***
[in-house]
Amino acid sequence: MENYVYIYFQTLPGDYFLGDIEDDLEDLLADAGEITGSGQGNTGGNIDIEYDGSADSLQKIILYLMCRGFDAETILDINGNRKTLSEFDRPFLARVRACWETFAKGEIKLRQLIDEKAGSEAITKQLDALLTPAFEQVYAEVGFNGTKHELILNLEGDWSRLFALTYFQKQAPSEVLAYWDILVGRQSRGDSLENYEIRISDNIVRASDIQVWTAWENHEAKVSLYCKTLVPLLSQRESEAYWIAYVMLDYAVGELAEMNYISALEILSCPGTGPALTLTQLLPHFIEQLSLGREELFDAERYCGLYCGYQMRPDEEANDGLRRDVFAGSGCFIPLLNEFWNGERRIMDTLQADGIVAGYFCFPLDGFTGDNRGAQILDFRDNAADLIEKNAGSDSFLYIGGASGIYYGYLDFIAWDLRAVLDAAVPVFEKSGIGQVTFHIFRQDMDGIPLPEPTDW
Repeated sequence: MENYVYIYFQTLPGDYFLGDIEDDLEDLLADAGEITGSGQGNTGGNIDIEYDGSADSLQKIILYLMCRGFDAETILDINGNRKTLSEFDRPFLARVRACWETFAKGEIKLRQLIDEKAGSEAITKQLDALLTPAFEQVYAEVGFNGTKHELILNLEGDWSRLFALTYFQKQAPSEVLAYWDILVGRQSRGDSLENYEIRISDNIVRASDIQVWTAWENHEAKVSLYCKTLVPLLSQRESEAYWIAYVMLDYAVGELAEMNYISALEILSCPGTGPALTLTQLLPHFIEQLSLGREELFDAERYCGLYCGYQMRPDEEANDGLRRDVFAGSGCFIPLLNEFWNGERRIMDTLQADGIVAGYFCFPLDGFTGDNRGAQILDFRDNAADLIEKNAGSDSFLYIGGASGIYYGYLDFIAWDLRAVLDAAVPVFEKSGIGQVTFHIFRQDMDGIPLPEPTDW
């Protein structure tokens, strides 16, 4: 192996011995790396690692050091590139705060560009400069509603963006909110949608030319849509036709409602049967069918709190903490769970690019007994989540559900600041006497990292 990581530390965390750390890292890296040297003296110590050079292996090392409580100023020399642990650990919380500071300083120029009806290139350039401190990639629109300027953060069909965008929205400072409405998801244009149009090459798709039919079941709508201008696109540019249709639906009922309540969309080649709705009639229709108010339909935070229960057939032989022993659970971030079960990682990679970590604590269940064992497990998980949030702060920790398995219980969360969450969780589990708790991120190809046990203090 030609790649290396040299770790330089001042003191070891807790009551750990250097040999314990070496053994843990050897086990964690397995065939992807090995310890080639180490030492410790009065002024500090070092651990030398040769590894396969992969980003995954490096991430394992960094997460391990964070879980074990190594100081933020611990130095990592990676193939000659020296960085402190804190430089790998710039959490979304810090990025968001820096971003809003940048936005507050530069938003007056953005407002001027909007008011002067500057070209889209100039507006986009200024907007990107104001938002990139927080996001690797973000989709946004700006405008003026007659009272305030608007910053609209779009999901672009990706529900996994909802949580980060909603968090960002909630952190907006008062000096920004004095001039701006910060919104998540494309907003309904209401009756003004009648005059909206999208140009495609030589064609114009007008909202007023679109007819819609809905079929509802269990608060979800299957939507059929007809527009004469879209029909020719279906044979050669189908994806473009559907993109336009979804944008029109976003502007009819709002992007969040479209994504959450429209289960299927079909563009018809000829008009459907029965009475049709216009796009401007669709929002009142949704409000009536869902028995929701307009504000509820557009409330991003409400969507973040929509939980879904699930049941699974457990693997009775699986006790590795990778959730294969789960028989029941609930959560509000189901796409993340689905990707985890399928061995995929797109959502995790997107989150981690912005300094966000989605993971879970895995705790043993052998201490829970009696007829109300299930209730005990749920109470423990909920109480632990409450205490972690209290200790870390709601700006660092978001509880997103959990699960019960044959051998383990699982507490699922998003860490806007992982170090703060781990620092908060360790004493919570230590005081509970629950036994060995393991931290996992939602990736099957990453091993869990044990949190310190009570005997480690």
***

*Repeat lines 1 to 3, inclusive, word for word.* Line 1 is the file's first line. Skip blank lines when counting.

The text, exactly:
[in-house]
Amino acid sequence: MENYVYIYFQTLPGDYFLGDIEDDLEDLLADAGEITGSGQGNTGGNIDIEYDGSADSLQKIILYLMCRGFDAETILDINGNRKTLSEFDRPFLARVRACWETFAKGEIKLRQLIDEKAGSEAITKQLDALLTPAFEQVYAEVGFNGTKHELILNLEGDWSRLFALTYFQKQAPSEVLAYWDILVGRQSRGDSLENYEIRISDNIVRASDIQVWTAWENHEAKVSLYCKTLVPLLSQRESEAYWIAYVMLDYAVGELAEMNYISALEILSCPGTGPALTLTQLLPHFIEQLSLGREELFDAERYCGLYCGYQMRPDEEANDGLRRDVFAGSGCFIPLLNEFWNGERRIMDTLQADGIVAGYFCFPLDGFTGDNRGAQILDFRDNAADLIEKNAGSDSFLYIGGASGIYYGYLDFIAWDLRAVLDAAVPVFEKSGIGQVTFHIFRQDMDGIPLPEPTDW
Repeated sequence: MENYVYIYFQTLPGDYFLGDIEDDLEDLLADAGEITGSGQGNTGGNIDIEYDGSADSLQKIILYLMCRGFDAETILDINGNRKTLSEFDRPFLARVRACWETFAKGEIKLRQLIDEKAGSEAITKQLDALLTPAFEQVYAEVGFNGTKHELILNLEGDWSRLFALTYFQKQAPSEVLAYWDILVGRQSRGDSLENYEIRISDNIVRASDIQVWTAWENHEAKVSLYCKTLVPLLSQRESEAYWIAYVMLDYAVGELAEMNYISALEILSCPGTGPALTLTQLLPHFIEQLSLGREELFDAERYCGLYCGYQMRPDEEANDGLRRDVFAGSGCFIPLLNEFWNGERRIMDTLQADGIVAGYFCFPLDGFTGDNRGAQILDFRDNAADLIEKNAGSDSFLYIGGASGIYYGYLDFIAWDLRAVLDAAVPVFEKSGIGQVTFHIFRQDMDGIPLPEPTDW